A Bulgarian Ski Trip (Part 3: Actual Skiing!)

A Bulgarian Ski Trip (Part 3: Actual Skiing!)

In my previous two posts (part 1, part 2), I described the process of getting from the airport to the Borovets ski resort. In this post, I’ll describe the town of Borovets and (finally!) what I thought of the skiing.

  1. The Town of Borovets

    Borovets itself is a mixture of hotels, restaurants, and bars — basically, everything you’d expect for a resort town. It is, if I may put this delicately, a bit rough around the edges. Maybe that’s harsh – I wouldn’t say it’s dangerous at all, but it lacks polish. The sidewalks were covered in thick snow, the town supermarket may or may not have ceiling cameras pointing at the the credit card number pads (where you enter your PIN), and almost every restaurant has a guy outside unwilling to leave you alone. Also, the tap water is untreated, so be sure to stock up on bottled water (you can buy it in town, or more cheaply in Sofia). The town is by no means a bad place, but you should understand going in that you aren’t paying for five-star luxury and fantastic infrastructure:

    The largest icicle was two stories tall and could easily kill someone.


    The lack of polish is made up for with cheap food and drink.

  2. Why You Came to Borovets

    Everyone I talked to generally shared the same reason for visiting Borovets: the price tag. Stuff’s cheap here. The food can be quite good at the right places, and there’s plenty of this to go around:

    picture of 500mL beer

    At £1.50 per 500mL (sometimes less), it’s hard to say no. So I didn’t.


    kavarma...no I'm not sharing!

    Even in a resort town, this meal was under £15 (might’ve been under £10 IIRC).


    I might come back just for the cheese bread. #allthenoms

    In addition to the food and drink being affordable, the skiing and accommodations were too. I got four days of ski rentals with helmet, lift passes, and four-hour small-group lessons each day for just over €200 (plus, the first day no one else showed up, so the class ended up being a private lesson – score!), and if I hadn’t wanted to secure a maximum group size of six, the price would have been even lower. I will admit this was one area where I didn’t go the DIY route – there are a number of ski schools at Borovets you can go through to take care of everything; given the prices, it was simply far, far easier to do it this way. The next time I go, I will spend more time investigating the independent options, but I honestly doubt it’ll be worth the hassle.

  3. The Skiing

    Our instructor brought a bottle of birthday wine for our group one morning!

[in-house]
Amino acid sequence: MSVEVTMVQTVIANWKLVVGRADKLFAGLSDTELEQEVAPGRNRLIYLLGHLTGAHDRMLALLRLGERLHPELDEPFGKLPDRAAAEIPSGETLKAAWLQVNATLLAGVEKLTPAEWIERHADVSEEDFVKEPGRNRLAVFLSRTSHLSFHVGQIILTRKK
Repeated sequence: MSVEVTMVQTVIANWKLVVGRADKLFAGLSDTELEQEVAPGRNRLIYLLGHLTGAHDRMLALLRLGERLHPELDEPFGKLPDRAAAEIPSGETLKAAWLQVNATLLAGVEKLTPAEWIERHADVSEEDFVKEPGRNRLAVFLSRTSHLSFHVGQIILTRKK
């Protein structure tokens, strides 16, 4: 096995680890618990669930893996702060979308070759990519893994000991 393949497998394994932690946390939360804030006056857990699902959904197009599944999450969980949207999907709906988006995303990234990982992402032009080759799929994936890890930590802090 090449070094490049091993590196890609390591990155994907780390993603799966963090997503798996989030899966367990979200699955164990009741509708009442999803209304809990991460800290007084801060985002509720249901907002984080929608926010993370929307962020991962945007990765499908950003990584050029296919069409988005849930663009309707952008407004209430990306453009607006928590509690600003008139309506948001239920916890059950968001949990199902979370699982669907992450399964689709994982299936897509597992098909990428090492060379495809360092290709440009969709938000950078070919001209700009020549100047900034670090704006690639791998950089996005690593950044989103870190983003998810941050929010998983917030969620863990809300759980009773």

I am not a ski fanatic; it’s enjoyable but can be rather nerve-racking. Plus, I think it’s more fun to go with friends. (I do resolve, however, to not be the guy the in the group who complains or spends five minutes on the slopes and calls it a day.) Because I’m no expert, I fully admit I don’t know what to truly look for when judging the slopes. They seemed appropriate for my skill level; plus, there was plenty of powder and I rarely hit icy patches. The green runs were nearly flat but sometimes unavoidable – I think I actually pulled a bicep pushing myself along with the poles (I later got better at skiing those sections “roller blade” style, whatever that’s called).

    The mountain itself is divided into two separate sections of ski runs. One set (the lower mountain? I’m not sure if it has a name) delivers you right to the bars and is easily accessible via numerous ski lifts.

    The view from the top of the lower ski runs.

    The other set of runs is nestled higher up and accessible via a fifteen-minute gondola ride. Yes, the gondolas looked like they’re from the 70s or 80s (1880s, perhaps?), but they were fine and never felt unsafe:

    I don’t think the pods were this year’s models.


    Time to start taking in the view.

    While the lower runs were quite nice, taking the gondola to the top was well worth it. The views were fantastic:

    One of the best photos from the trip, I think.


    There’s a lift somewhere in there that goes to the top of it all.


    I know other European ski resorts have amazing views, but this was no less breathtaking.

  4. ATMs

    If you’ve tried searching online for ATMs in Borovets, you’ve probably come across various forums with helpful descriptions such as “there’s one at ‘X’ Hotel,” or “near the Gondola.” To make things easier, I made you a map!

    The ATMs I came across are located:
    1. Near the northeast corner of the gondola building (outside)
    2. On the south-facing side of the Hotel Rila (outside)
    3. In the main lobby of the Hotel Flora (indoors, just past the reception desk)

    Why is this information so hard to find online?

  5. Safety

    I realize skiing is an inherently dangerous activity, but I would like to mention there were a number of times when our group felt some guard rails would have been very appropriate. Some of of the slopes, including the beginner ones, had steep drops on the sides into thick forest. This never caused any real problems, but every now and then we were left scratching our heads thinking “really? they couldn’t put up even a mesh fence or something?”

  6. Conclusion

    Overall, the skiing was exactly what I needed: easy runs to get me back into the swing of things, more difficult ones to challenge me, and relatively short lift lines. I think my longest wait was about ten minutes (maaaaybe fifteen), only because one of the other main lifts was closed at the time (it reopened later in the trip). Borovets has everything you need at a palatable price.

    I guess, ultimately, most ski resorts offer the same thing. They each have their own personality, though, and you have to know what works best for you. In my case, pulling together a DIY trip like this surprised some people (“Bulgaria?!“), but it was fine for me.

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